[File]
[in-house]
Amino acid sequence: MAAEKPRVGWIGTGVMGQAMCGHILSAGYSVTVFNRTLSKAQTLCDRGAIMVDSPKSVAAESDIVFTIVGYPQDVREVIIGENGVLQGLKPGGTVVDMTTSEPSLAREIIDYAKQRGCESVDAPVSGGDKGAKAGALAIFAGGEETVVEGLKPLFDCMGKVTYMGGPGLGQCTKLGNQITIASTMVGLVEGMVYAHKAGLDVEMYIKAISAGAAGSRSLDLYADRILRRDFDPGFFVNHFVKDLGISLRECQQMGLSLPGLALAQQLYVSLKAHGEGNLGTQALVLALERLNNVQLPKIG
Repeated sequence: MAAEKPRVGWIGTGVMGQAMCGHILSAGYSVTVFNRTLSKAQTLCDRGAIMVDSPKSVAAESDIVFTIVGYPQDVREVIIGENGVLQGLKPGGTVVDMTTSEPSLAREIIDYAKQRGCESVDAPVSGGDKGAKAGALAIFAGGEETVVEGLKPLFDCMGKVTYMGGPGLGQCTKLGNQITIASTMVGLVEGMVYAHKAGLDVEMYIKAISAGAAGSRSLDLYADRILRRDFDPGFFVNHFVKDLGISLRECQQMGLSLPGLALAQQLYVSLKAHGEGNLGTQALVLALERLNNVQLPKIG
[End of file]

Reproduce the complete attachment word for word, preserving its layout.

[in-house]
Amino acid sequence: MAAEKPRVGWIGTGVMGQAMCGHILSAGYSVTVFNRTLSKAQTLCDRGAIMVDSPKSVAAESDIVFTIVGYPQDVREVIIGENGVLQGLKPGGTVVDMTTSEPSLAREIIDYAKQRGCESVDAPVSGGDKGAKAGALAIFAGGEETVVEGLKPLFDCMGKVTYMGGPGLGQCTKLGNQITIASTMVGLVEGMVYAHKAGLDVEMYIKAISAGAAGSRSLDLYADRILRRDFDPGFFVNHFVKDLGISLRECQQMGLSLPGLALAQQLYVSLKAHGEGNLGTQALVLALERLNNVQLPKIG
Repeated sequence: MAAEKPRVGWIGTGVMGQAMCGHILSAGYSVTVFNRTLSKAQTLCDRGAIMVDSPKSVAAESDIVFTIVGYPQDVREVIIGENGVLQGLKPGGTVVDMTTSEPSLAREIIDYAKQRGCESVDAPVSGGDKGAKAGALAIFAGGEETVVEGLKPLFDCMGKVTYMGGPGLGQCTKLGNQITIASTMVGLVEGMVYAHKAGLDVEMYIKAISAGAAGSRSLDLYADRILRRDFDPGFFVNHFVKDLGISLRECQQMGLSLPGLALAQQLYVSLKAHGEGNLGTQALVLALERLNNVQLPKIG